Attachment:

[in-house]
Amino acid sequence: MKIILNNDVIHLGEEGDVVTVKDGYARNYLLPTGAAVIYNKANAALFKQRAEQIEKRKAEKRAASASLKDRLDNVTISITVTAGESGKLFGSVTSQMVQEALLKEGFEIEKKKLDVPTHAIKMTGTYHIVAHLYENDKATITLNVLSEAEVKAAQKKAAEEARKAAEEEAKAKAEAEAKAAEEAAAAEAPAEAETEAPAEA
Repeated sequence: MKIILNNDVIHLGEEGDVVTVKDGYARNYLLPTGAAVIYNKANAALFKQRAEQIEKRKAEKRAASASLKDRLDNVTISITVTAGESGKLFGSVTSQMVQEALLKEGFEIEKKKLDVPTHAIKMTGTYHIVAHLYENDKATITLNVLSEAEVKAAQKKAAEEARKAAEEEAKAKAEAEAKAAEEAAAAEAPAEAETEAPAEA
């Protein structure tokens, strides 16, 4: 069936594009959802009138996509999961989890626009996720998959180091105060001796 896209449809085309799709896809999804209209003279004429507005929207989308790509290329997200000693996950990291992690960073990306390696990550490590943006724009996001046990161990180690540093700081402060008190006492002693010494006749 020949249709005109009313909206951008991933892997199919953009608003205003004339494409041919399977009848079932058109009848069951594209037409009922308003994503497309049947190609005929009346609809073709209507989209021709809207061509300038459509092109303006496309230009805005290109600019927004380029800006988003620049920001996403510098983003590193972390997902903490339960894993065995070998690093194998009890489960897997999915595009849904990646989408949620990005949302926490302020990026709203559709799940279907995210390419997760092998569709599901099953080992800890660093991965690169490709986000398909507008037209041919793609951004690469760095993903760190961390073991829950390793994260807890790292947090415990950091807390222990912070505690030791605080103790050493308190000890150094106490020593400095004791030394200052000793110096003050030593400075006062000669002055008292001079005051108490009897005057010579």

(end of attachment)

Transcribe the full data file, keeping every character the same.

[in-house]
Amino acid sequence: MKIILNNDVIHLGEEGDVVTVKDGYARNYLLPTGAAVIYNKANAALFKQRAEQIEKRKAEKRAASASLKDRLDNVTISITVTAGESGKLFGSVTSQMVQEALLKEGFEIEKKKLDVPTHAIKMTGTYHIVAHLYENDKATITLNVLSEAEVKAAQKKAAEEARKAAEEEAKAKAEAEAKAAEEAAAAEAPAEAETEAPAEA
Repeated sequence: MKIILNNDVIHLGEEGDVVTVKDGYARNYLLPTGAAVIYNKANAALFKQRAEQIEKRKAEKRAASASLKDRLDNVTISITVTAGESGKLFGSVTSQMVQEALLKEGFEIEKKKLDVPTHAIKMTGTYHIVAHLYENDKATITLNVLSEAEVKAAQKKAAEEARKAAEEEAKAKAEAEAKAAEEAAAAEAPAEAETEAPAEA
């Protein structure tokens, strides 16, 4: 069936594009959802009138996509999961989890626009996720998959180091105060001796 896209449809085309799709896809999804209209003279004429507005929207989308790509290329997200000693996950990291992690960073990306390696990550490590943006724009996001046990161990180690540093700081402060008190006492002693010494006749 020949249709005109009313909206951008991933892997199919953009608003205003004339494409041919399977009848079932058109009848069951594209037409009922308003994503497309049947190609005929009346609809073709209507989209021709809207061509300038459509092109303006496309230009805005290109600019927004380029800006988003620049920001996403510098983003590193972390997902903490339960894993065995070998690093194998009890489960897997999915595009849904990646989408949620990005949302926490302020990026709203559709799940279907995210390419997760092998569709599901099953080992800890660093991965690169490709986000398909507008037209041919793609951004690469760095993903760190961390073991829950390793994260807890790292947090415990950091807390222990912070505690030791605080103790050493308190000890150094106490020593400095004791030394200052000793110096003050030593400075006062000669002055008292001079005051108490009897005057010579």